It’s primary function is to offer redundant, fast connections between network devices. We can profit from utilizing EtherChannel in networking in the following ways:

Increased Bandwidth

Since EtherChannel may aggregate or combine traffic across all active links in the group, it appears to be a single, higher-bandwidth logical cable. For instance, we can utilize it to turn a pair of switches’ four 100 Mbps links into a single logical link with 400 Mbps of capacity.

Improved Redundancy

It can offer fault tolerance by way of mechanically switching traffic to some other active link within the group if one link fails. In this manner, we will avoid dropping connectivity or data between network devices. For example, if one of the four one hundred Mbps links between two switches fails, EtherChannel will still keep a 300 Mbps logical link between them.

Enhanced Load Balancing

It can distribute traffic across more than one physical link in the group primarily based on distinctive standards, such as MAC address or IP address. In this manner, we can easily avoid congestion or bottlenecks on a single link and improve the overall performance of our network. For instance, if we’ve got different types of traffic with different source and destination addresses, it will send them over links to different links in the group.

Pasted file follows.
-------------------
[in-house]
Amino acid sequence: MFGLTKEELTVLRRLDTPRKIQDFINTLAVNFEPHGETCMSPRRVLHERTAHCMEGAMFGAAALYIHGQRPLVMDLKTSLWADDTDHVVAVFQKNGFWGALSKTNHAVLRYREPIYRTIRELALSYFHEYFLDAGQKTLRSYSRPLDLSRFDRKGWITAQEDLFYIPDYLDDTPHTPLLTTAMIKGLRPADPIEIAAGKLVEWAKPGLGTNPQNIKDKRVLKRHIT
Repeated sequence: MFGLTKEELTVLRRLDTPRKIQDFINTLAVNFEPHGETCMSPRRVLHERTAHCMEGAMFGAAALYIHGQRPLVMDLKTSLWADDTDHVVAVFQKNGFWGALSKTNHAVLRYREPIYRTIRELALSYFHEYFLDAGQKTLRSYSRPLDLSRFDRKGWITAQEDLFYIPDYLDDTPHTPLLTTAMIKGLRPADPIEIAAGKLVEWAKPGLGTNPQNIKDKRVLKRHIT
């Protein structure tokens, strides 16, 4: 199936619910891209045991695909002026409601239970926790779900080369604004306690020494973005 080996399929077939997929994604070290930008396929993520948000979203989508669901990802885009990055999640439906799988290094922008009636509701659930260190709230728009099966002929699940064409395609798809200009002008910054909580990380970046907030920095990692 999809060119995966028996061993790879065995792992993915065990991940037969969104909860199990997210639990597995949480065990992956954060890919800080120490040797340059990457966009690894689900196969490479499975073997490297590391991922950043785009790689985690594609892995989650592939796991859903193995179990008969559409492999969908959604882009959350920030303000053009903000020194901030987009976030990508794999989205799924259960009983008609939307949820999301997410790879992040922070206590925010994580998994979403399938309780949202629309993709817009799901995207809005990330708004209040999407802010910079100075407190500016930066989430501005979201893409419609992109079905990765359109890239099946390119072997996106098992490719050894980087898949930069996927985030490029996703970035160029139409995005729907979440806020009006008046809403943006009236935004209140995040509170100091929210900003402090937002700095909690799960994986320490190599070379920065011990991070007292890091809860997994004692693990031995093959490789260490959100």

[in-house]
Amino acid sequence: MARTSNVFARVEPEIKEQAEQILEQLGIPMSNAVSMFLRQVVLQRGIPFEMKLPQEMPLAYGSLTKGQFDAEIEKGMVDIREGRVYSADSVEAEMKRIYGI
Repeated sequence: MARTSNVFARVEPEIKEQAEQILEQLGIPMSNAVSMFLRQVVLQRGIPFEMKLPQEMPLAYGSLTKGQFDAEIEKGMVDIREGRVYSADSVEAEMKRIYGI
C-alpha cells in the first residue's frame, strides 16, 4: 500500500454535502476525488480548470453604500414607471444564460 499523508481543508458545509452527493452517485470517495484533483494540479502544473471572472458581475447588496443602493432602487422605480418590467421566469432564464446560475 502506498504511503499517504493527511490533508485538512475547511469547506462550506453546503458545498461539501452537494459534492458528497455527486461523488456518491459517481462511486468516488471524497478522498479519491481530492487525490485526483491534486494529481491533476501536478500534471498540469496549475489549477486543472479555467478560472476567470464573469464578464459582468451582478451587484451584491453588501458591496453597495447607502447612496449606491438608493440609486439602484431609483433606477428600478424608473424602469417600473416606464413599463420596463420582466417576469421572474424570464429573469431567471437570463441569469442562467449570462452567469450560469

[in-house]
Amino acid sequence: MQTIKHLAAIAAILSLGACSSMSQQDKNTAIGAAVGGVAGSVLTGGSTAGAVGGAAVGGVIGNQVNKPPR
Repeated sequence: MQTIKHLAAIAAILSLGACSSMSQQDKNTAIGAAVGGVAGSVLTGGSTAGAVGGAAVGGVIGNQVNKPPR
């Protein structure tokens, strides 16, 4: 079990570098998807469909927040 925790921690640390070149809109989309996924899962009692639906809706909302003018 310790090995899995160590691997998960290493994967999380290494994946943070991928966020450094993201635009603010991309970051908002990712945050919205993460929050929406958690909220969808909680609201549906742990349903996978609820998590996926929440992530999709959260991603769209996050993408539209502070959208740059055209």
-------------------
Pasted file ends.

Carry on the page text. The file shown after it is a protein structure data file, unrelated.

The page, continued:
How Does EtherChannel Work?

EtherChannel in Networking works by using special protocols that negotiate and establish the link aggregation between devices. The protocols that are used in EtherChannel configuration are:

PAgP (Port Aggregation Protocol)

It is possible to dynamically negotiate and create an EtherChannel between two devices using the Cisco-proprietary PAgP protocol. In order to determine whether two devices are compatible and willing to build an EtherChannel, PAgP uses an exchange of messages between them called packets.

The two modes of PAgP are Desirable and Auto. The device actively initiates and requests to build an EtherChannel with another device when it is in the desirable mode. The device waits passively for another device to begin and requests to form an EtherChannel when it is in auto mode.

Both devices must have at least one interface in the desirable mode or both interfaces in auto mode in order to form an EtherChannel using PAgP, as you can see in the image below for better understanding.